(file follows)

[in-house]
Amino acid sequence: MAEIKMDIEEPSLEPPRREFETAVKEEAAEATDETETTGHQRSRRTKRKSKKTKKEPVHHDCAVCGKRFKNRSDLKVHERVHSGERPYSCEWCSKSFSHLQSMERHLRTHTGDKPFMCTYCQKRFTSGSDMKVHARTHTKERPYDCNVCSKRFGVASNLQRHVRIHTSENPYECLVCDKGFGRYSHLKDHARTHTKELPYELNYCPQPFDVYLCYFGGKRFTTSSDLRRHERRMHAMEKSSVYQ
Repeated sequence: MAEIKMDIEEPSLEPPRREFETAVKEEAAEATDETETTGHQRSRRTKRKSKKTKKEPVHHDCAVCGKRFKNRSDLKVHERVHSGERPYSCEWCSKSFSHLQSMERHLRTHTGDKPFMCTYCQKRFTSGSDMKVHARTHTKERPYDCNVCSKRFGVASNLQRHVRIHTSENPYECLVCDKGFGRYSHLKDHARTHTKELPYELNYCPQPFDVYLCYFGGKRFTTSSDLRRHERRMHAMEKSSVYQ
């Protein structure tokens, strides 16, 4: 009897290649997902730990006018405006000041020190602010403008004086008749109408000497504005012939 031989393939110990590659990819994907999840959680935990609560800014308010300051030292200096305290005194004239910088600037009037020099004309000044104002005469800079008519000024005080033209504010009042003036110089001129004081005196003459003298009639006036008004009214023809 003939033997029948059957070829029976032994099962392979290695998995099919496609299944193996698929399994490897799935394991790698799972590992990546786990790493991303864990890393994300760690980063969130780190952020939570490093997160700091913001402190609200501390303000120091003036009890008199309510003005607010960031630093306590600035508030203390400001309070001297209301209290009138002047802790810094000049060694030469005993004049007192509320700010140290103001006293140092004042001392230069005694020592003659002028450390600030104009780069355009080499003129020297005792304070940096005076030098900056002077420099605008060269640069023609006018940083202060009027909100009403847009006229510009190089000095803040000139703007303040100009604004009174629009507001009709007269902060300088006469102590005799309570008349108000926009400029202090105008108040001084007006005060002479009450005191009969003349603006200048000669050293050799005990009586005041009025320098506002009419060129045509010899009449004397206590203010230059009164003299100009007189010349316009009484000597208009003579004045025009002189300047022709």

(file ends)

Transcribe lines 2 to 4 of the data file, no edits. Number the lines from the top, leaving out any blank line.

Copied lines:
Amino acid sequence: MAEIKMDIEEPSLEPPRREFETAVKEEAAEATDETETTGHQRSRRTKRKSKKTKKEPVHHDCAVCGKRFKNRSDLKVHERVHSGERPYSCEWCSKSFSHLQSMERHLRTHTGDKPFMCTYCQKRFTSGSDMKVHARTHTKERPYDCNVCSKRFGVASNLQRHVRIHTSENPYECLVCDKGFGRYSHLKDHARTHTKELPYELNYCPQPFDVYLCYFGGKRFTTSSDLRRHERRMHAMEKSSVYQ
Repeated sequence: MAEIKMDIEEPSLEPPRREFETAVKEEAAEATDETETTGHQRSRRTKRKSKKTKKEPVHHDCAVCGKRFKNRSDLKVHERVHSGERPYSCEWCSKSFSHLQSMERHLRTHTGDKPFMCTYCQKRFTSGSDMKVHARTHTKERPYDCNVCSKRFGVASNLQRHVRIHTSENPYECLVCDKGFGRYSHLKDHARTHTKELPYELNYCPQPFDVYLCYFGGKRFTTSSDLRRHERRMHAMEKSSVYQ
């Protein structure tokens, strides 16, 4: 009897290649997902730990006018405006000041020190602010403008004086008749109408000497504005012939 031989393939110990590659990819994907999840959680935990609560800014308010300051030292200096305290005194004239910088600037009037020099004309000044104002005469800079008519000024005080033209504010009042003036110089001129004081005196003459003298009639006036008004009214023809 003939033997029948059957070829029976032994099962392979290695998995099919496609299944193996698929399994490897799935394991790698799972590992990546786990790493991303864990890393994300760690980063969130780190952020939570490093997160700091913001402190609200501390303000120091003036009890008199309510003005607010960031630093306590600035508030203390400001309070001297209301209290009138002047802790810094000049060694030469005993004049007192509320700010140290103001006293140092004042001392230069005694020592003659002028450390600030104009780069355009080499003129020297005792304070940096005076030098900056002077420099605008060269640069023609006018940083202060009027909100009403847009006229510009190089000095803040000139703007303040100009604004009174629009507001009709007269902060300088006469102590005799309570008349108000926009400029202090105008108040001084007006005060002479009450005191009969003349603006200048000669050293050799005990009586005041009025320098506002009419060129045509010899009449004397206590203010230059009164003299100009007189010349316009009484000597208009003579004045025009002189300047022709």